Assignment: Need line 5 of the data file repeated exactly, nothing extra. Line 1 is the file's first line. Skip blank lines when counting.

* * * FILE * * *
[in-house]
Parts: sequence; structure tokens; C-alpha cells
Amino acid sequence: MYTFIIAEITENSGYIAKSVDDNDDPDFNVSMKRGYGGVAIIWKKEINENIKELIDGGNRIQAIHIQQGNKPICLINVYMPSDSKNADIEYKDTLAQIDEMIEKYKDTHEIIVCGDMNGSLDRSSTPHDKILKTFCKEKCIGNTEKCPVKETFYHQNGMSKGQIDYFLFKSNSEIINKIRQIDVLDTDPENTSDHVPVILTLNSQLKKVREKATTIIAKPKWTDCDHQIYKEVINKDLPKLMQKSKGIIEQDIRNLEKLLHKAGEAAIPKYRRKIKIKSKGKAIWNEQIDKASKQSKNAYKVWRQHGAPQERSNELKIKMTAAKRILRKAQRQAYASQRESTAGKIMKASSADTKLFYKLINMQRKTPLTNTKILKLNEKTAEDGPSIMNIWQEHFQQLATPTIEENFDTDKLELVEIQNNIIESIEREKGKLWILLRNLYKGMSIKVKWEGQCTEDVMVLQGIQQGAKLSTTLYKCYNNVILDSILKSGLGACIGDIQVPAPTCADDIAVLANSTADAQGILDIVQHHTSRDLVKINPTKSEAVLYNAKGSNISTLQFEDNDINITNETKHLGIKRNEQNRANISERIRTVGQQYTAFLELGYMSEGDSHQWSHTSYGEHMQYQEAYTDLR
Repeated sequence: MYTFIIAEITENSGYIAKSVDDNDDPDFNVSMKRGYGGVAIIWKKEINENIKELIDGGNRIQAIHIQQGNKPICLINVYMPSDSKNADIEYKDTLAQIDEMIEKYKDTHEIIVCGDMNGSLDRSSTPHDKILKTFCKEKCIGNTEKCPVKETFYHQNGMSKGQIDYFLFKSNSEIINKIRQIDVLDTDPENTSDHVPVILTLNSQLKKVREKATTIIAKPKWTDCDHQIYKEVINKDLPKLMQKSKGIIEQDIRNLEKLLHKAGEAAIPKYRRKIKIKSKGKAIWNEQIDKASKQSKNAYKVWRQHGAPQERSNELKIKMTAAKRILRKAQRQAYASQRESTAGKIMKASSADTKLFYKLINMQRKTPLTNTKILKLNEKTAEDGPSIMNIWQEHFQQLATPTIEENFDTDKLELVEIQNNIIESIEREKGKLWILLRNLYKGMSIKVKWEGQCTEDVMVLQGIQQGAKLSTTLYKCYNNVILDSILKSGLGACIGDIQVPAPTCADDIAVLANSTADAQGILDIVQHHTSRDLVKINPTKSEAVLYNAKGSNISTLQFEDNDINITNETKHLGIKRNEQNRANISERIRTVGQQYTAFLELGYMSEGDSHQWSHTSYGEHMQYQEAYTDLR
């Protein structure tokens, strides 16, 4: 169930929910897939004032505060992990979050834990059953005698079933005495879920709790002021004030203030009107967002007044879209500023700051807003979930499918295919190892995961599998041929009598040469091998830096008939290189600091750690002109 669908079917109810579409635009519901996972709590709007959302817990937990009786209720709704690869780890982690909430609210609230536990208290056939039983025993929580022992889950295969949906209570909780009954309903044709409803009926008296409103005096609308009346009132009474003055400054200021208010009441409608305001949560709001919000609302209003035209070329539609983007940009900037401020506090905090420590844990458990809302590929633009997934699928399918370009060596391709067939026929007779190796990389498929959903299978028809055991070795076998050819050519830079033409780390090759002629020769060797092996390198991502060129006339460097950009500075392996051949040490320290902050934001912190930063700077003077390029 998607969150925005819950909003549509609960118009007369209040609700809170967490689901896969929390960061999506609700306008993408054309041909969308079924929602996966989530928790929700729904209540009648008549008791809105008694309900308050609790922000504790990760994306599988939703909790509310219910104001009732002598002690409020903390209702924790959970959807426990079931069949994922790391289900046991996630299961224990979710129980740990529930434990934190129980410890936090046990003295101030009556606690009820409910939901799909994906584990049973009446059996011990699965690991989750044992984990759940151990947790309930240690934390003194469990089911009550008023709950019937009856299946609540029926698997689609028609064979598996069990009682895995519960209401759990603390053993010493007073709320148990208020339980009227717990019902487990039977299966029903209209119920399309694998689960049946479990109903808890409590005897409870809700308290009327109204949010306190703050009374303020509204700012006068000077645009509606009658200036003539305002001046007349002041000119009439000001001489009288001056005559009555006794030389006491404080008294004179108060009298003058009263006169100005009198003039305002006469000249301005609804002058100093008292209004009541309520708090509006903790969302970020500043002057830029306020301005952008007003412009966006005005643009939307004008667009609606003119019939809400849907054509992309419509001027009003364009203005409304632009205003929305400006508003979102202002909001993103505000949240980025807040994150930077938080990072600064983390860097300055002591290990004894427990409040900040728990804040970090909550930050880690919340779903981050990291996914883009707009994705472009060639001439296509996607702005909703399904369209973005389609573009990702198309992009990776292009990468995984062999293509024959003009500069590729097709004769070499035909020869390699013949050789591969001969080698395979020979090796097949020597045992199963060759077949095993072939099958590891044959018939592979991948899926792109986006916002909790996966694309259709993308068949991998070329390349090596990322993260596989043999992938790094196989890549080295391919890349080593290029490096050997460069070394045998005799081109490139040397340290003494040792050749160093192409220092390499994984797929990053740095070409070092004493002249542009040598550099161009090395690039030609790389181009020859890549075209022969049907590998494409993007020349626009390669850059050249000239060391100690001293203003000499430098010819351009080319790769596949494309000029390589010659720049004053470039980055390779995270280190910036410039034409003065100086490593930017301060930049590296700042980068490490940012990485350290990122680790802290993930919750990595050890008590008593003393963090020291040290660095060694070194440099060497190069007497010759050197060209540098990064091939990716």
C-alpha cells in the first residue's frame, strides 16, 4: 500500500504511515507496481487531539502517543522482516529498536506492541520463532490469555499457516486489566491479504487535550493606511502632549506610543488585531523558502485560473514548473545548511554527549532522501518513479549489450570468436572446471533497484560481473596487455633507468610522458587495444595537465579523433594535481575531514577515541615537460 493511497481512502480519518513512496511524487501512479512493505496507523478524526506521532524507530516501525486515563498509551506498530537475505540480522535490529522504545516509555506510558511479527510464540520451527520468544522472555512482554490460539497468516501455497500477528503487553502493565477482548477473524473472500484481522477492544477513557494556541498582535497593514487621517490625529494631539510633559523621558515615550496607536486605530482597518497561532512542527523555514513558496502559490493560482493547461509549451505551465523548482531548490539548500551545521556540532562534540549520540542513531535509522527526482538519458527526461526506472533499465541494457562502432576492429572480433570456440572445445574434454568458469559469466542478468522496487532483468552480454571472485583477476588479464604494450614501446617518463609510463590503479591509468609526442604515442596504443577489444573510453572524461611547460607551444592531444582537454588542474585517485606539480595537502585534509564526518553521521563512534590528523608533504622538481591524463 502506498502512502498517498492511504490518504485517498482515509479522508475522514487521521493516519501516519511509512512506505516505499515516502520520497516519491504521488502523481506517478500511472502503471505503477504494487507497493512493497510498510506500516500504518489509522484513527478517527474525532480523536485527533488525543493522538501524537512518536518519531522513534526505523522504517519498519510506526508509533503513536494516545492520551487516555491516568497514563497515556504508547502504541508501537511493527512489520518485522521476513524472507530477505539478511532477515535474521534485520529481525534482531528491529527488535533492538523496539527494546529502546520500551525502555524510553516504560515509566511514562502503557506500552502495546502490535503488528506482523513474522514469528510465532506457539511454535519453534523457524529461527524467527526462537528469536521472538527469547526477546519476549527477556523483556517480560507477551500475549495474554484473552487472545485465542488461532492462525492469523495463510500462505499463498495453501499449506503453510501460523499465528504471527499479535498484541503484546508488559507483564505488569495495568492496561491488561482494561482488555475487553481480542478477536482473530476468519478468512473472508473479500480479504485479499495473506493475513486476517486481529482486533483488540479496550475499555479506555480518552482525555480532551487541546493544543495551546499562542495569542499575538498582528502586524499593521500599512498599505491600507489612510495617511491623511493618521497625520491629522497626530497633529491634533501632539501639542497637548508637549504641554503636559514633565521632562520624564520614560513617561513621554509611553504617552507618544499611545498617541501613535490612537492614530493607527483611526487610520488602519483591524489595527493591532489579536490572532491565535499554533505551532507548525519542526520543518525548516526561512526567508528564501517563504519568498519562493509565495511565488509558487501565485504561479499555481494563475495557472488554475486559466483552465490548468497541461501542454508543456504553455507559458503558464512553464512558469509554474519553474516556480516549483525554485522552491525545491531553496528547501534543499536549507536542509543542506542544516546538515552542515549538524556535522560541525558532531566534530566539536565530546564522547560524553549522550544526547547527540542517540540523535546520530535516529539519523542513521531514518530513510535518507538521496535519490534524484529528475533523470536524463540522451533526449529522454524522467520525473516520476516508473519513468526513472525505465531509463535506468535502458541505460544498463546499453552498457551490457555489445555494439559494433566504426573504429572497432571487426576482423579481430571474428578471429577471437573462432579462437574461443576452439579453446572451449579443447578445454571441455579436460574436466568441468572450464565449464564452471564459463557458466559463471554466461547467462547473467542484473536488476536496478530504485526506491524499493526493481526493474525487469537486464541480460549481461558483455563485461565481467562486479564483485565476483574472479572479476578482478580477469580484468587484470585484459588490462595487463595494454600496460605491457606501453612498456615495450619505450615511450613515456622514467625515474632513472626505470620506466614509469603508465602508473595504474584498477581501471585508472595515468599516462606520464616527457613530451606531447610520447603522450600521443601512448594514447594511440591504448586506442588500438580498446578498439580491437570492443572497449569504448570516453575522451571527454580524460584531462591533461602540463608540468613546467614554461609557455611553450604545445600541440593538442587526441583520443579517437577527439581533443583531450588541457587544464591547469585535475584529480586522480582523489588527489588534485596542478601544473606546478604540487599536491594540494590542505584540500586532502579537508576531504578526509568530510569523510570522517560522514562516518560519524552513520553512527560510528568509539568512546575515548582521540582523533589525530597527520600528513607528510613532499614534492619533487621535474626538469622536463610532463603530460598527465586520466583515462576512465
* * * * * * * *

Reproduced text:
């Protein structure tokens, strides 16, 4: 169930929910897939004032505060992990979050834990059953005698079933005495879920709790002021004030203030009107967002007044879209500023700051807003979930499918295919190892995961599998041929009598040469091998830096008939290189600091750690002109 669908079917109810579409635009519901996972709590709007959302817990937990009786209720709704690869780890982690909430609210609230536990208290056939039983025993929580022992889950295969949906209570909780009954309903044709409803009926008296409103005096609308009346009132009474003055400054200021208010009441409608305001949560709001919000609302209003035209070329539609983007940009900037401020506090905090420590844990458990809302590929633009997934699928399918370009060596391709067939026929007779190796990389498929959903299978028809055991070795076998050819050519830079033409780390090759002629020769060797092996390198991502060129006339460097950009500075392996051949040490320290902050934001912190930063700077003077390029 998607969150925005819950909003549509609960118009007369209040609700809170967490689901896969929390960061999506609700306008993408054309041909969308079924929602996966989530928790929700729904209540009648008549008791809105008694309900308050609790922000504790990760994306599988939703909790509310219910104001009732002598002690409020903390209702924790959970959807426990079931069949994922790391289900046991996630299961224990979710129980740990529930434990934190129980410890936090046990003295101030009556606690009820409910939901799909994906584990049973009446059996011990699965690991989750044992984990759940151990947790309930240690934390003194469990089911009550008023709950019937009856299946609540029926698997689609028609064979598996069990009682895995519960209401759990603390053993010493007073709320148990208020339980009227717990019902487990039977299966029903209209119920399309694998689960049946479990109903808890409590005897409870809700308290009327109204949010306190703050009374303020509204700012006068000077645009509606009658200036003539305002001046007349002041000119009439000001001489009288001056005559009555006794030389006491404080008294004179108060009298003058009263006169100005009198003039305002006469000249301005609804002058100093008292209004009541309520708090509006903790969302970020500043002057830029306020301005952008007003412009966006005005643009939307004008667009609606003119019939809400849907054509992309419509001027009003364009203005409304632009205003929305400006508003979102202002909001993103505000949240980025807040994150930077938080990072600064983390860097300055002591290990004894427990409040900040728990804040970090909550930050880690919340779903981050990291996914883009707009994705472009060639001439296509996607702005909703399904369209973005389609573009990702198309992009990776292009990468995984062999293509024959003009500069590729097709004769070499035909020869390699013949050789591969001969080698395979020979090796097949020597045992199963060759077949095993072939099958590891044959018939592979991948899926792109986006916002909790996966694309259709993308068949991998070329390349090596990322993260596989043999992938790094196989890549080295391919890349080593290029490096050997460069070394045998005799081109490139040397340290003494040792050749160093192409220092390499994984797929990053740095070409070092004493002249542009040598550099161009090395690039030609790389181009020859890549075209022969049907590998494409993007020349626009390669850059050249000239060391100690001293203003000499430098010819351009080319790769596949494309000029390589010659720049004053470039980055390779995270280190910036410039034409003065100086490593930017301060930049590296700042980068490490940012990485350290990122680790802290993930919750990595050890008590008593003393963090020291040290660095060694070194440099060497190069007497010759050197060209540098990064091939990716």